Usually when a port is shutdown, the user (or network administrator) will see the problem and resolve it. But if the port remains disabled, it requires an administrator to manually bring the port online. Cisco decided this is too much work for us network administrators, so they defined the errdisable recovery cause bpduguard command — this brings the port back online after 5 minutes (by default). If the loop still exists, it will be detected and the port will go offline again

Advanced Configurations

All of the below configurations are discussed in detail in the Cisco documentation on STP, but I will review them in brief.

Bpdufilter is an alternative to bpduguard. Like bpduguard it watches for incoming BPDU frames, but in addition it filters outbound BPDU frames (less traffic for hosts which discard these frames anyway), and if a BPDU frame is received on this port (a switching loop is created) then the port loses its portfast status and STP starts to monitor the port. There is some risk here in the event of a user looping two ports at their own desk, as the loop would not be detected.

Uplinkfast allows the network administrator to define redundant switch uplinks so they skip the Listening and Learning state in the event of a link failure. This allows the network to converge faster (Cisco says about 5 seconds) than it would have done otherwise.

Backbonefast allows switch backbone interfaces to detect and resolve indirect link failures faster than the normal STP timeouts would allow. Essentially, it allows a switch to detect a network link failure on a neighboring switch, and update its own topology very quickly.

Rootguard prevents a particular port from becoming a root port. This prevents a new switch connected to the edge of the network from becoming a root switch. Recall that the network administrator spends a lot of effort design the STP topology so the root switch is in a logical location — usually the core.

Loopguard detects a unidirectional link (usually a wiring fault) and moves the interface to the Listening state. This prevents STP calculation failures and neighboring switches will make incorrect assumptions about the network topology. There is another Layer 2 solution to this problem as well called udld which may provide more interoperability and flexibility than loopguard; Cisco has documentation on udld and loopguard here.

Rapid STP

Cisco has a white paper describing RSTP; the document is very concise and explains the differences between RSTP and STP quite clearly.

In short RSTP brings in the features of uplinkfast and backbonefast, (which were Cisco proprietary features in STP), updates the algorithm so that topology detection cascades across the network, instead of the slow plodding detection of STP, and finally it updates the timers so that convergence happens much faster.

High Availability — LAN — STP

The parent article on High Availability.

Switching on a LAN provides some of the most basic network connectivity options, and are often overlooked. Nonetheless most switches (Cisco, HP, Dell and others) support these configurations, but one thing I can guarantee is that you will find limitations on pretty much every platform. If you’re after inter-operability, do your testing so you can understand these limitations.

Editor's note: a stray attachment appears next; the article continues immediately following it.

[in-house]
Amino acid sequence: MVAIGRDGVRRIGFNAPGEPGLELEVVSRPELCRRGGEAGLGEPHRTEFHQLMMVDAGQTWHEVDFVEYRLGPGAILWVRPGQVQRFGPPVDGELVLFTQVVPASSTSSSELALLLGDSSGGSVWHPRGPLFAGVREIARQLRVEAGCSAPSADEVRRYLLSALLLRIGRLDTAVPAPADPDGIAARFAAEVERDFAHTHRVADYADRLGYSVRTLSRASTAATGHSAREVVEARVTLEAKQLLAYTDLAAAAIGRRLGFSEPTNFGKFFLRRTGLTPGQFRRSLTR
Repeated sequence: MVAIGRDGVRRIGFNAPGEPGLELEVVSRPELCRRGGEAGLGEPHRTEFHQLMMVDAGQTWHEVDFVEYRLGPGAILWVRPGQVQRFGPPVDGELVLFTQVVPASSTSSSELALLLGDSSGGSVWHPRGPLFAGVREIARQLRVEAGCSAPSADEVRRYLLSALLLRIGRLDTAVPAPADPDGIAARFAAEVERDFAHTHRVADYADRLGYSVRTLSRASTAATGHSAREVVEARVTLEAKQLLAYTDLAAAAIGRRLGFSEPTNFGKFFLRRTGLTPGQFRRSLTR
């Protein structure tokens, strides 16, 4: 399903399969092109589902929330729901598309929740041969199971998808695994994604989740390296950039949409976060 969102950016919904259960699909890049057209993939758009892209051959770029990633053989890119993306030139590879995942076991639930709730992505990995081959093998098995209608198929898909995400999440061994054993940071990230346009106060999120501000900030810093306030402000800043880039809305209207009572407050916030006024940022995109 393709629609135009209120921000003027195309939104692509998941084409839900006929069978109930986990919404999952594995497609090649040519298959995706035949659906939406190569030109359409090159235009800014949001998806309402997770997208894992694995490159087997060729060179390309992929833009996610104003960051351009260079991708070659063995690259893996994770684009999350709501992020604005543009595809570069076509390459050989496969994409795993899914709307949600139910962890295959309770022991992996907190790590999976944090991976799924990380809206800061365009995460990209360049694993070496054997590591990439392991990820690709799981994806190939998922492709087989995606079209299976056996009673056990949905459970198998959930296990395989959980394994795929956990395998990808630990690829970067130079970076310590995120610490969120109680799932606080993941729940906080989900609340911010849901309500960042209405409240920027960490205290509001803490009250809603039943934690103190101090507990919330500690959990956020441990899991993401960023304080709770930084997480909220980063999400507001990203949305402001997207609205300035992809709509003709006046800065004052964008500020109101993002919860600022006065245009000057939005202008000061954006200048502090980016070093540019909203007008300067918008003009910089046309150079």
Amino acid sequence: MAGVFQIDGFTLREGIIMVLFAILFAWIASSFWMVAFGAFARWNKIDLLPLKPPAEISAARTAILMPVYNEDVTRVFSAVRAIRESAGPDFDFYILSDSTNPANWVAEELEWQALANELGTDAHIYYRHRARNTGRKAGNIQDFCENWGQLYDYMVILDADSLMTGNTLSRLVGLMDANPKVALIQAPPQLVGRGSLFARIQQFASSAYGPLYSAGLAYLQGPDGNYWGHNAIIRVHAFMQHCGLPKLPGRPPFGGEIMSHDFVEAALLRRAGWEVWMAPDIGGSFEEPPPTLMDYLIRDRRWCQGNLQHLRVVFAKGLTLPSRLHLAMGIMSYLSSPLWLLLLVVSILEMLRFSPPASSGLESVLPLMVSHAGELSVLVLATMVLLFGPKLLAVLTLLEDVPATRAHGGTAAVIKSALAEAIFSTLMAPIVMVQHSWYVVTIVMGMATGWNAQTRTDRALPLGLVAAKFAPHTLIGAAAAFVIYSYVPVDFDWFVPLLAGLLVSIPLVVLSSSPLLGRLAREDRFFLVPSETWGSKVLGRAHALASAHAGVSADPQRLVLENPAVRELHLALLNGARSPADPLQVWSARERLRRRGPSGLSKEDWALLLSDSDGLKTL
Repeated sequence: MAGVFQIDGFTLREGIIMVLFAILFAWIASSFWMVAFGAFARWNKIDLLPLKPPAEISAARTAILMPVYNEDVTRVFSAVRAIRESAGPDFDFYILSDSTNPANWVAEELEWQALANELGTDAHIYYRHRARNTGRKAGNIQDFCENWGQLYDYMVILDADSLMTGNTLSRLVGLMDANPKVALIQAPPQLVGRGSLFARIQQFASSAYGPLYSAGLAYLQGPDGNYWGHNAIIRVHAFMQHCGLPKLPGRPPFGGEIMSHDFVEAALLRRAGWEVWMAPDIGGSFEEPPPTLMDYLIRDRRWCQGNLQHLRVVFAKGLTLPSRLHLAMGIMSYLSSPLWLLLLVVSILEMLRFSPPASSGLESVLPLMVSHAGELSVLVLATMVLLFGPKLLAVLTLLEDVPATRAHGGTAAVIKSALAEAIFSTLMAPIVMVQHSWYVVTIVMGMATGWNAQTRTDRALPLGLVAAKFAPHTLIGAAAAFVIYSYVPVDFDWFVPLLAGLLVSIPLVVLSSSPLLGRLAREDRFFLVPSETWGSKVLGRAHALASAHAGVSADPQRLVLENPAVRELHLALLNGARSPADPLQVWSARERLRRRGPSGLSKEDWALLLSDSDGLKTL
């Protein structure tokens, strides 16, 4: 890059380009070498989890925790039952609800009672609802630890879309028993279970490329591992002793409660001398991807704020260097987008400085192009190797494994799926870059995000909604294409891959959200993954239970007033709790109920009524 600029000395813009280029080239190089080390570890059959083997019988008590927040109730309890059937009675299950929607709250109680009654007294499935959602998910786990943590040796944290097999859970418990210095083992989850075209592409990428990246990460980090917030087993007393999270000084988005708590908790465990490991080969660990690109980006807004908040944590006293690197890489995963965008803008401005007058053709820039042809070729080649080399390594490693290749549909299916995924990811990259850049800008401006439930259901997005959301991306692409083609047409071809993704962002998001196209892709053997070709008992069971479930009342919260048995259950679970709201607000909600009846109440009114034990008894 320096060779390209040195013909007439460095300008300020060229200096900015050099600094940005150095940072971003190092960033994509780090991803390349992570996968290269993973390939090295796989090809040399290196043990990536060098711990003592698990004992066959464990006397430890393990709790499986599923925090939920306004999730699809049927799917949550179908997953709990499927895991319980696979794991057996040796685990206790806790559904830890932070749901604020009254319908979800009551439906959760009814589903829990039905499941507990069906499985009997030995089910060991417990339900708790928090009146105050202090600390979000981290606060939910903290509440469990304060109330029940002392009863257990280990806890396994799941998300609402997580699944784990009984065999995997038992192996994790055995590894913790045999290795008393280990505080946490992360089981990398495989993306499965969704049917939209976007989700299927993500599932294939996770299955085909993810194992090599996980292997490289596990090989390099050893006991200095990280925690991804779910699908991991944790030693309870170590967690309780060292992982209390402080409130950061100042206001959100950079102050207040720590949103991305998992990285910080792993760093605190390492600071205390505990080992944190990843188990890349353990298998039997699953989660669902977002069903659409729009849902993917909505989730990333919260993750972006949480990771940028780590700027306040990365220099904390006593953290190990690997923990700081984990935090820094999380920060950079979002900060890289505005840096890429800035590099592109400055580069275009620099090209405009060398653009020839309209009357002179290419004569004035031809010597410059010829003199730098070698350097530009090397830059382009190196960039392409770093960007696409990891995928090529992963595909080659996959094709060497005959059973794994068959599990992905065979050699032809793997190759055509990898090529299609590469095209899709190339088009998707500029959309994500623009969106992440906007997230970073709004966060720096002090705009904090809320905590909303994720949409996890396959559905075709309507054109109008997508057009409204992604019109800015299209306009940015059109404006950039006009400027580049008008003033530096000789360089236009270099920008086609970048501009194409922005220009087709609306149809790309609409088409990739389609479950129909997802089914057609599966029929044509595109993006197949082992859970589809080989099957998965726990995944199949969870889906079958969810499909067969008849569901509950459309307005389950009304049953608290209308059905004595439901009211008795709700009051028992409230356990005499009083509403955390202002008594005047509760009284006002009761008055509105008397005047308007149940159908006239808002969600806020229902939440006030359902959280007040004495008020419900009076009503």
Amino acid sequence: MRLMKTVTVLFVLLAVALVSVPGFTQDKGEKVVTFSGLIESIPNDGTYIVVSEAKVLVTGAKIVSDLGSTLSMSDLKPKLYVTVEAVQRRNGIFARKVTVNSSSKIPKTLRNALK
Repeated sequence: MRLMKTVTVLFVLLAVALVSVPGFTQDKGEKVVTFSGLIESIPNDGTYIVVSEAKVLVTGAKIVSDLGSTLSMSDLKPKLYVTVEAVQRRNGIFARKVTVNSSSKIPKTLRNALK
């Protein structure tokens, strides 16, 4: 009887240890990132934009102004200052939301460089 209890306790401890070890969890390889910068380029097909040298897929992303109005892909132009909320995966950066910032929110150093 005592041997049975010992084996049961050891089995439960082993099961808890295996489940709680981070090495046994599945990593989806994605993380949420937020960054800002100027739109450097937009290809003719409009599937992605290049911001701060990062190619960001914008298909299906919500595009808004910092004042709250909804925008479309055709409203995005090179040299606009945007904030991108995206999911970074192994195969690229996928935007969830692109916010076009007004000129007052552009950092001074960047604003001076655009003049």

Spanning Tree Protocol

I discussed STP in an earlier article, but I would like to go into a little more detail here.

Spanning Tree Protocol can help us design fault-tolerant networks in two ways; primarily by detecting and disabling port misconfigurations, and secondly by allowing administrators to build failover network links.

STP is a complicated protocol, and it comes with a suite of different applications that can help fine-tune the system. I highly recommend a network engineer studies the Cisco documentation on STP, and then builds a lab environment before deploying.

I also recommend Cisco’s STP Problems and Design Considerations document. It just might help identify why things are happening the way they are.

Loop Protection

Loops in Layer 2 networks are very, very bad. The layer 2 header has no time-to-live value, so a looped frame can continue to loop forever. Add in some broadcast traffic and you have a recipe for disaster, Cisco calls it LAN meltdown.

A key element of STP is that it prevents loops — STP is designed to detect and resolve Layer 2 loops. It is not enough to run STP on the core switches of a network (although it helps), to fully protect a LAN all switches must be able to run STP.

Redundant Connections

STP Example

If you configure two switches with two network connections, STP will detect the loop and block one of the ports. There are calculations that help STP decide which interface to block, but that is for a more technical review of STP.

In the example on the left, I’ve configured two switches to use two links between them. As long as the configuration stays simple; this would actually work with a STP capable switch and a dumb switch or even a hub.

STP detects the second link and blocks the port. The calculation of which port to block is determined by an algorithm based on a interface speeds. This is customizable, so you can make sure that STP opens and fails predictably.

Failure Mode

If something happens to the active interface, STP detects this change and stops passing traffic so it can recalculate the topology. Once it is complete things look as they do on the left.

Here STP detected a failure on the active interface, and opened the secondary connection.

STP doesn’t depend on physical failures to detect network changes — each switch is constantly sending out Hello frames to the root switch. If any switch on the network is disconnected from the root switch for 3 Hello frames the entire network stops and recalculates the topology.

Advanced Configurations

When designing a network, you must always consider the complexity if your design and the requirements of your client. Sometimes for a client without a network savvy administrator to maintain the network, relying on STP for redundancy is a bad idea; and there are other options.